Considered one of the nation's poorest-performing school systems, DC Public Schools finally gains some bragging rights.
D.C. charter and public school students in fourth and eighth grade showed gains in math scores on the National Assessment of Educational Progress test. The test, taken every two years, is considered the nation's report card.
The assessment tests various math skills.
Maryland showed some gains in fourth grade math scores, while Virginia remained stagnant in both fourth and eighth grades. In fact, most scores around the country remained flat, worrying school reformists who want to see higher scores in math for all U.S. students.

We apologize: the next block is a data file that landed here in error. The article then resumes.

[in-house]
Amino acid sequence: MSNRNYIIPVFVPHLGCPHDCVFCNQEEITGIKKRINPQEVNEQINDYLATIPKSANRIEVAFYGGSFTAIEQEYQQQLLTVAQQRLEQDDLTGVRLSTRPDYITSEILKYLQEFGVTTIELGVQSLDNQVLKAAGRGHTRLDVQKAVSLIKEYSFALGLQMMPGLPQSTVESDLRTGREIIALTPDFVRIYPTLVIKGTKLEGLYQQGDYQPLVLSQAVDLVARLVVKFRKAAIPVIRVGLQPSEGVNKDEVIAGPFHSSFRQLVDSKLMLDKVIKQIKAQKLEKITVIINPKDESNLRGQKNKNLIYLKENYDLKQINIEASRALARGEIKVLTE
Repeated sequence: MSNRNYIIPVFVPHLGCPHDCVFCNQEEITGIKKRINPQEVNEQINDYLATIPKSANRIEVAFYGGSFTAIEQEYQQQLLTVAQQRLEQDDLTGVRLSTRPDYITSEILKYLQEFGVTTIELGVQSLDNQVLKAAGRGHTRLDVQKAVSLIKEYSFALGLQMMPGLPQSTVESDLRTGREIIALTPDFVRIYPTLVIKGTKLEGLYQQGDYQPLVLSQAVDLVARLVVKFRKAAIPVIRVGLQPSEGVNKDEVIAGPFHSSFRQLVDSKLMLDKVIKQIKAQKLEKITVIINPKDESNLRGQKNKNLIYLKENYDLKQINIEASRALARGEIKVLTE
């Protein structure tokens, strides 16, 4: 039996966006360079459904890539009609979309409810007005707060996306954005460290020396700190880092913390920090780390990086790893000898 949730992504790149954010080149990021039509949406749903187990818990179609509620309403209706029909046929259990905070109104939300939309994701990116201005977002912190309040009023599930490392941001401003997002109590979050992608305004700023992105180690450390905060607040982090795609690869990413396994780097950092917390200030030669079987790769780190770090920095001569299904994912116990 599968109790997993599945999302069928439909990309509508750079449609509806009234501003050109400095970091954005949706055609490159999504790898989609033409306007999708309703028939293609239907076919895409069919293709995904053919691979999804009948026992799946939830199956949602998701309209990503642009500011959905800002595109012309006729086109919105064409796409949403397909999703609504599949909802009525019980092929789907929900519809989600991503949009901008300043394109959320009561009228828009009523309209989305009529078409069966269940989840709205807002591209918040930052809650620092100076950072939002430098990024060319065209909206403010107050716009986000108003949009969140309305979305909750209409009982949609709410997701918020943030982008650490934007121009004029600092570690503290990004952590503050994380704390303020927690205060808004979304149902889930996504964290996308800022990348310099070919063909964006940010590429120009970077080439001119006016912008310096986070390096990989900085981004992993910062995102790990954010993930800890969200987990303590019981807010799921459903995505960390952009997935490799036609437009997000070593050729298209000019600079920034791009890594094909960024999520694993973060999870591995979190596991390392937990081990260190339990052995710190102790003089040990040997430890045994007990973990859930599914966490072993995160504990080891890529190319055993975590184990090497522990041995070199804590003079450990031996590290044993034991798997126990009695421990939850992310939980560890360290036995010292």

D.C. excelled in fourth and eighth grade scores. There were only four other states to do that -- Nevada, New Hampshire, Rhode Island and Vermont. D.C. fourth-graders are still below the national average on math scores (219 average for D.C. compared to 239 nationally). The same can be said of D.C. eighth-graders (254 average for D.C. compared to 282 nationally). Both grades have been trending upward in D.C. since 2000, however.
D.C. Schools representatives said they've added teachers who know how to make learning math fun and have added math specialists to the schools, as well.